After Wiggo, London 2012, Murray in New York, The Ryder Cup and Chelsea winning the Champions League it looked like last summer could never be bettered. And then this summer began...
The Lions series victory in Australia, Murray’s triumph at Wimbledon, Froome making it two British Le Tour wins in a row, Mo in Moscow, a home Ashes win as well. Summer sporting success is something the Brits are starting to become accustomed to.
Two new books help us to understand the meaning of sport’s enduring, and huge popularity, as well as how economic and social change impacts on the organisation, consumption and performance of sport. Sport in Capitalist Society by Tony Collins is a highly readable historical account from the mid-nineteenth century to the present day of how capitalism has served to shape sport. Victorian morality, Empire, the Cold War, globalisation and much more are each detailed in terms of how they served to change sport. Add all the insights together and a comprehensive picture of today’s marketisation of sport is provided.
Edited by Michael Lavalette Capitalism and Sport has a more activist-based approach to the subject. The range is amazing, including cycling, cricket, rugby league, tennis, football and more. The tone is angry yet never fails to be appreciative of the sports the authors clearly hugely enjoy despite their opposition to the economic structure that frames their fandom and participation. An invaluable guide for sporting summers past, present and future.
Jules Boykoff has pioneered an analysis of the Olympics and other sports mega-events as ‘celebration capitalism’, a line of brilliantly original critique now presented in his new book Celebration Capitalism and the Olympic Games. Primarily a case-study of two recent Olympics, Athens in 2004 and the Vancouver 2010 Winter Olympics, the book provides a framework for critique that should be key to how London 2012 and future Games are understood too.
The first of a two-volume Handbook of the London 2012 Olympic and Paralympic Games has now been published. This first volume covers in expertly researched detail the 2012 bid, organisation of the Games, public and governing bodies’ involvement. No other single source of analytical content of this sort exists, for anybody seeking to assess the 2012 Games this book is the essential point of reference. The Olympics is of course rich in instances of the clash between politics and sport. Few as dramatic as the notorious 1936 Berlin Nazi Olympics presided over by Hitler and Goebbels.
Daniel James Brown’s newly published The Boys in the Boat is one of the most moving and emotionally charged accounts of the power of sport ever written. Detailing the true-life story of the USA rowing Eight at the ‘36 Games. Why does sport matter so much? Vividly written, the book answers that question imaginatively and definitively, with a passion and insight only a fortunate few sportswriters ever come close to matching.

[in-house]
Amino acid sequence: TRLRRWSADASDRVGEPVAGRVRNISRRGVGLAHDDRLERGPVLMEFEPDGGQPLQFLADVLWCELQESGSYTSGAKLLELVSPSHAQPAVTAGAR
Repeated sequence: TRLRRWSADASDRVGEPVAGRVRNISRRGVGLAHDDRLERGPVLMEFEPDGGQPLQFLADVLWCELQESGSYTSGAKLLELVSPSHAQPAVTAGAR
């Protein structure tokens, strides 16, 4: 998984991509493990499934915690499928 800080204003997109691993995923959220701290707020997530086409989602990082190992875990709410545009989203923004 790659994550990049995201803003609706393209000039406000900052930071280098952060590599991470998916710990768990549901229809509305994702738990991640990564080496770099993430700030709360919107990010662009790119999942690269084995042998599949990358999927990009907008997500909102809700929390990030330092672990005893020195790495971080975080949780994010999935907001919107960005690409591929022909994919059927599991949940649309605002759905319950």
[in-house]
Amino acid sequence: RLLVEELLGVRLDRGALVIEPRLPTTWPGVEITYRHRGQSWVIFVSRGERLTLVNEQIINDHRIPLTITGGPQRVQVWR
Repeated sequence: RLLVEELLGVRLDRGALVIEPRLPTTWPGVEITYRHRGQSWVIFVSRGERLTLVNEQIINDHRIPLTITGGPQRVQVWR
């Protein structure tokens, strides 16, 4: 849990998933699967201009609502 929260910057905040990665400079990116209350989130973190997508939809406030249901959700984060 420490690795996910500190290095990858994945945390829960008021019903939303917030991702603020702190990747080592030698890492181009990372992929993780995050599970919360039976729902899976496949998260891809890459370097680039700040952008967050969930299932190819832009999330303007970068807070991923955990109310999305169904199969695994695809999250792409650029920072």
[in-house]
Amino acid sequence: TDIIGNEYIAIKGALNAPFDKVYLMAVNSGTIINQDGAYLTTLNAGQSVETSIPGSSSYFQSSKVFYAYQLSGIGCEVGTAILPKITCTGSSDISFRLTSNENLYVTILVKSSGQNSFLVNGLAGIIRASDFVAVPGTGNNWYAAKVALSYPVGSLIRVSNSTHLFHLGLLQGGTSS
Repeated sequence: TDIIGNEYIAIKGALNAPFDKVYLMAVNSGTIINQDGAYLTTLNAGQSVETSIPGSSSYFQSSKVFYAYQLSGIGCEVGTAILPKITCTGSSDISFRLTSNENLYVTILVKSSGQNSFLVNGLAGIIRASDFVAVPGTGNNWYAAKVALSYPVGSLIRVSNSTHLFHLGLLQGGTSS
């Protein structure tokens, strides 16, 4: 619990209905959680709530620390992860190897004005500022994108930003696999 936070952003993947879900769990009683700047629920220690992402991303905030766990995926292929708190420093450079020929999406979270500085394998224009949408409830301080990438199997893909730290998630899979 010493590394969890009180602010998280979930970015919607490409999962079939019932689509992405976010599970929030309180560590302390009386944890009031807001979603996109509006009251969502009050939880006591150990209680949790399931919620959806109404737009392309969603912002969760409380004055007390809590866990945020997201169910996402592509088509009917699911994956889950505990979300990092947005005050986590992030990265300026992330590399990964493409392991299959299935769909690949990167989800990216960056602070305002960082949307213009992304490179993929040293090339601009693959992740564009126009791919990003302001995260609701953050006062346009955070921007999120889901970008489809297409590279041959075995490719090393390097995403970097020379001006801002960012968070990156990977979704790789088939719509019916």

There’s not much doubt that the single biggest success story in British sport is cycling. Consecutive Tour de France wins, the huge haul of Olympic cycling Gold medals on the track, and road, and now elite performances of this sort beginning to be matched by mass participation bike rides of a size Britain has never seen before. Cycling is a sport too with a rich literary tradition. Sadly now out of print, Tim Hilton’s 2004 book One More Kilometre and We’re In The Showers is an entertainingly written social history of racing on two wheels.
Bella Bathurst’s The Bicycle Book has every tale you could ever want to read about the bike as a racing machine, a means to get to work, to explore, even to lead the masses, or at least some of them, on the road to revolt.
Richard Moore has been the supreme chronicler of British cycling’s success story over the past ten years or so. To get the full measure of the intensity of competition the Tour de France can generate Richard’s Slaying the Badger, the story of the 1986 Le Tour and Greg Lemond vs Bernard Hinault remans an absolute classic read.
Of course the biggest cycling story of recent years has been the drugs, and most particularly the dramatic exposure of Lance Armstrong as a drug cheat. No other journalist has come close to David Walsh in his pursuit of Armstrong, Seven Deadly Sins is David’s brilliant account of the decline and fall of the man who more than any other turned cycling into a world sport and then threatened to destroy it because of his performance-enhancing misdemeanours.
Racing Hard by William Fotheringham, without much doubt the best cycling journalist writing for either the national press or the specialist magazines, covers the sport’s development over the past two decades, a period of course dominated by Armstrong and the rising success of GB cycling. Both dominate the book to create an absolutely fascinating read. For most of us, however, cycling isn’t something we do to win Gold Medals, riding a single stage of Le Tour would be beyond our physical capabilities, but neither will prevent us from spinning the pedals, and our imagination.
Ned Boulting’s On The Road Bike is an affectionate ride around British cycling culture post the boom inspired by Wiggo, Hoy, Pendleton, Trott et al. The tone is amusing, the message serious though, that compared to other sports cycling right now has the potential to break through towards mass participation. The capacity of cycling to inspire and motivate has traditionally been limited mainly to continental Europe. Wiggo and Team GB on the track has helped the appeal to cross the Channel, Lemond and Armstrong spread the attraction across the Atlantic too.